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One more thing I forgot to mention. Get prepared for the unknown. Once the drivers side window froze in the closed position. We were at the tool booth on the West Virginia Turnpike on our way back from Winterplace Ski Resort and I just couldn't get the darn window to open! My better half had to "hop" out the door and run around the coach to pay the toll. She was still in her PJ's and house coat and had these bright orange bunny slippers on. Several truckers tooted their horns to show their appreciation for the show. She performed a curtsy and climbed back in laughing her head off. It made her day!
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Old 12-10-2015, 02:07 PM   #26
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One more thing I forgot to mention. Get prepared for the unknown. Once the drivers side window froze in the closed position. We were at the tool booth on the West Virginia Turnpike on our way back from Winterplace Ski Resort and I just couldn't get the darn window to open! My better half had to "hop" out the door and run around the coach to pay the toll. She was still in her PJ's and house coat and had these bright orange bunny slippers on. Several truckers tooted their horns to show their appreciation for the show. She performed a curtsy and climbed back in laughing her head off. It made her day!
I'm enjoying the mental image of this. I think I'll suggest my DW go shopping for PJs she's willing to hop out of the RV in!!!!!
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Old 12-12-2015, 01:14 AM   #27
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Heading straight South to 10 is a good plan, IMHO. Watch the weather and go when there is a window.


Travelling 70 or 80 is risky in the Winter, especially 80. Several years ago during the Winter somewhere West of Laramie, WY we got into a blizzard. It was dark and with the snow visibility was very limited. We finally found a place to park and spent the night. The next morning we headed West again on a packed snow icy road with water on the surface. I ran in 4WD in order to get up the hills at about 40mph for about 100 miles before the road got better. In those miles we saw at least six 18 wheelers off the road in various positions and states of damage. Another time going East on 80 we spent a night and part of a day at Evanston,WY waiting for the road to open and finally headed South to 70 where we had no problem. IMHO, 70 and 80 through the mountains are not good places to be in the Winter, especially if you have a choice.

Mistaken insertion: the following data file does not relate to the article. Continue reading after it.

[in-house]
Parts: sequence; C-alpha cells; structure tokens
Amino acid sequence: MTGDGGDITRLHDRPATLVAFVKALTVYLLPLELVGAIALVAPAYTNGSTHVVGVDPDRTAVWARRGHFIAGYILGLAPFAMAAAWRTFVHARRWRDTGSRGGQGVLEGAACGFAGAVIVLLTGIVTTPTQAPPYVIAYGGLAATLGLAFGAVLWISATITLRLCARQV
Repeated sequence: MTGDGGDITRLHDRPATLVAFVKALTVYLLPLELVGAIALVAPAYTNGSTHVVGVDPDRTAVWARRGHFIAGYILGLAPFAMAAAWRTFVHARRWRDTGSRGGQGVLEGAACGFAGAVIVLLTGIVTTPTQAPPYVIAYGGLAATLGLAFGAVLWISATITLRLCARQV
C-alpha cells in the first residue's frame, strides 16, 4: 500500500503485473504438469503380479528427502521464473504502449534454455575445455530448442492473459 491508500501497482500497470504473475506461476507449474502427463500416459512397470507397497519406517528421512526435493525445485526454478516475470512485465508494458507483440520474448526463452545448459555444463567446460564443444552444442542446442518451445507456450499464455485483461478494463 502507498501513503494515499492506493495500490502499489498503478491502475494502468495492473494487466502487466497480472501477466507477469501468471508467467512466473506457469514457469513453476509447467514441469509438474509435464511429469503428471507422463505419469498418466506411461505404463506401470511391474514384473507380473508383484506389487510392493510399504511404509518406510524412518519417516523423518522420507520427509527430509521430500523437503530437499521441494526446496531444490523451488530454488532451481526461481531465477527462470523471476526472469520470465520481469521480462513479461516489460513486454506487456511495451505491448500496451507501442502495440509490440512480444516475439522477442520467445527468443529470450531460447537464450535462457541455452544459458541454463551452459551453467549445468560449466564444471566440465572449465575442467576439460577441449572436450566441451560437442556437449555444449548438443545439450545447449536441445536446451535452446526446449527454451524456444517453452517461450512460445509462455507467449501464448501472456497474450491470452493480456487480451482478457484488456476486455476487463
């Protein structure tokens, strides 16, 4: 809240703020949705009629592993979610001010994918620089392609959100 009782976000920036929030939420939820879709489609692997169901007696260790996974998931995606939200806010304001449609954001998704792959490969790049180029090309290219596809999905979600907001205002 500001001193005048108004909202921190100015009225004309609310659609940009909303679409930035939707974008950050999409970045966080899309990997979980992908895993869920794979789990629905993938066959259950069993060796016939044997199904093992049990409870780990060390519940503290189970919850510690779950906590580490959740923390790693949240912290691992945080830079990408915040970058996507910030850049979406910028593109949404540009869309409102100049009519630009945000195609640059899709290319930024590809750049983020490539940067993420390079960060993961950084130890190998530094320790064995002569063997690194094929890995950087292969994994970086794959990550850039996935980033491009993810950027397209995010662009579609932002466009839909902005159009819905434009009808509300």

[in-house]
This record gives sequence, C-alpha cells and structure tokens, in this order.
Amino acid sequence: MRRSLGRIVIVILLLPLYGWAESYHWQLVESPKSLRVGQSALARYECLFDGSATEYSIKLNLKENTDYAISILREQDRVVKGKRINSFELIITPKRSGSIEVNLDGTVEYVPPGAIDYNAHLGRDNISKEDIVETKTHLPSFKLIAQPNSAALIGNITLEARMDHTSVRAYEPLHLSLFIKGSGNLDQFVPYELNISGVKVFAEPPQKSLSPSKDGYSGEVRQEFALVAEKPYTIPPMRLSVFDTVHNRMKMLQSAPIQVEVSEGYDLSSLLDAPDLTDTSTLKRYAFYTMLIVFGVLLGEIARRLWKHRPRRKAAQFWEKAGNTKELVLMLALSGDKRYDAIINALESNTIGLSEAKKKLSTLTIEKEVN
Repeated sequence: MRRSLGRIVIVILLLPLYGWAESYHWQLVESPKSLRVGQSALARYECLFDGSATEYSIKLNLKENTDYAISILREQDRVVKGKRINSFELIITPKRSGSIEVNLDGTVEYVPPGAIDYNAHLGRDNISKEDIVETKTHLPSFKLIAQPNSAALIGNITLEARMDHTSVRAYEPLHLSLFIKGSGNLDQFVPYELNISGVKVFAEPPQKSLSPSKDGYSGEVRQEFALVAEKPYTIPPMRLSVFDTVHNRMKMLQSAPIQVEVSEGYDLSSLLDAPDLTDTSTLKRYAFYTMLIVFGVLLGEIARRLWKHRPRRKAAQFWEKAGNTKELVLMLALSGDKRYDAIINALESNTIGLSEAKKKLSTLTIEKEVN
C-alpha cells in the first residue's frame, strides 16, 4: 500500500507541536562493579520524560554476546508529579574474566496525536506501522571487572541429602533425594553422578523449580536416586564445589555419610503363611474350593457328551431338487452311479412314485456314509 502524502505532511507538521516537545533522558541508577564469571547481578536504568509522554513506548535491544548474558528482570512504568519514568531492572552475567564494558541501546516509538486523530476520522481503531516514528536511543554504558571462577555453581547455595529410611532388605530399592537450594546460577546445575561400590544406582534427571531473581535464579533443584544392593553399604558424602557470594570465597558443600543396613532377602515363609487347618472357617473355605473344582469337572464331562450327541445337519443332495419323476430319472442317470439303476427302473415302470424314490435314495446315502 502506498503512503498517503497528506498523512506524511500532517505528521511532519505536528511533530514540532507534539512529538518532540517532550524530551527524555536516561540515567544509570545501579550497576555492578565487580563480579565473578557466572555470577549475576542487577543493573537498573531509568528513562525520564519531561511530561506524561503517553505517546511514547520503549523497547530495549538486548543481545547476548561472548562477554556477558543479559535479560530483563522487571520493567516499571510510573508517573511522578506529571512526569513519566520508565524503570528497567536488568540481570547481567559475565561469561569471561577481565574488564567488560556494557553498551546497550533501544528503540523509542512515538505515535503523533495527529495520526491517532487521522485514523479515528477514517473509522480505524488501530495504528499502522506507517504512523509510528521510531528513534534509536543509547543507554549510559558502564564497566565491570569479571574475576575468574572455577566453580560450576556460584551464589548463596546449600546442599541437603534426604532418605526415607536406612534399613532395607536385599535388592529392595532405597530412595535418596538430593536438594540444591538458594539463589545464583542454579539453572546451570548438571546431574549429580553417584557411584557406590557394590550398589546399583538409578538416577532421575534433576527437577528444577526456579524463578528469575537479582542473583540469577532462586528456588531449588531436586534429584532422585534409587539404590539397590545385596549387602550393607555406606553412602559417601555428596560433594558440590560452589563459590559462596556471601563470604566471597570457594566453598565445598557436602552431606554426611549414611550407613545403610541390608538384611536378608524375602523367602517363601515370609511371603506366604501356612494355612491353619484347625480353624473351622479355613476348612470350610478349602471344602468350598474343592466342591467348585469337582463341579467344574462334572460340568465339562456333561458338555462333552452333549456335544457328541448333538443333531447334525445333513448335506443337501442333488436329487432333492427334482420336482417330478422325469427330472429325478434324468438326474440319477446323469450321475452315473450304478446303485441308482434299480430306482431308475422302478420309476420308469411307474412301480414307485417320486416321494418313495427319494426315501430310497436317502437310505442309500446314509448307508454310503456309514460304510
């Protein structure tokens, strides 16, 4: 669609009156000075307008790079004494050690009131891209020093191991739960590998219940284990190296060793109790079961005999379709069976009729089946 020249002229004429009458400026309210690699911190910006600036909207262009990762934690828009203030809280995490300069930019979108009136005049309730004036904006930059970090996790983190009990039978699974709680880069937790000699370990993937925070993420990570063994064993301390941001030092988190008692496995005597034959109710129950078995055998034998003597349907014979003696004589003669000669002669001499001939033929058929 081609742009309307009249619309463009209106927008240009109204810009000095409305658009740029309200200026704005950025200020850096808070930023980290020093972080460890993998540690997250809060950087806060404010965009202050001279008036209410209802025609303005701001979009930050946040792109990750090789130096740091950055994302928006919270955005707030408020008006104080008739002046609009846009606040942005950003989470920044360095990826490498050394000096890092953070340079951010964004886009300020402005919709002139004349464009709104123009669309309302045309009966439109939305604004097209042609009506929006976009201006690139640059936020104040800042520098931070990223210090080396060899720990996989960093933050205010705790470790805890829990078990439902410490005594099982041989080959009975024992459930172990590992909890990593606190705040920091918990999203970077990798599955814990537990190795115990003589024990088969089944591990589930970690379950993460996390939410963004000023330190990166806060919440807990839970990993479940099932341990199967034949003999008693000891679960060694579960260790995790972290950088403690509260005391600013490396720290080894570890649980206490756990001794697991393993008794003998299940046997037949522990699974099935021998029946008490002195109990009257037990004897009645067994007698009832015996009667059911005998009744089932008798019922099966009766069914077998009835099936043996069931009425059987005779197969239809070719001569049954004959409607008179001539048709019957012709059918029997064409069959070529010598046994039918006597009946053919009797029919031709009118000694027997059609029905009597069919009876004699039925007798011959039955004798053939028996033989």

Just my 2c.


Best of luck with the trip.


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Old 12-12-2015, 04:49 AM   #28
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We got caught in a snowstorm last winter driving from MN to FL. I've lived in mn my whole life and consider my winter driving skills pretty good. We slowed down and left a lot of following distance, but the windshield wouldn't stay unfogged and when I felt the rig getting "loose" it was time to find a Walmart. In hindsight, I wish we would have parked before the snow started due to all the road salt on the undercarriage. If you must, just go slow. But you will probably make as good time if you pull off and wait a few hours for snow removal.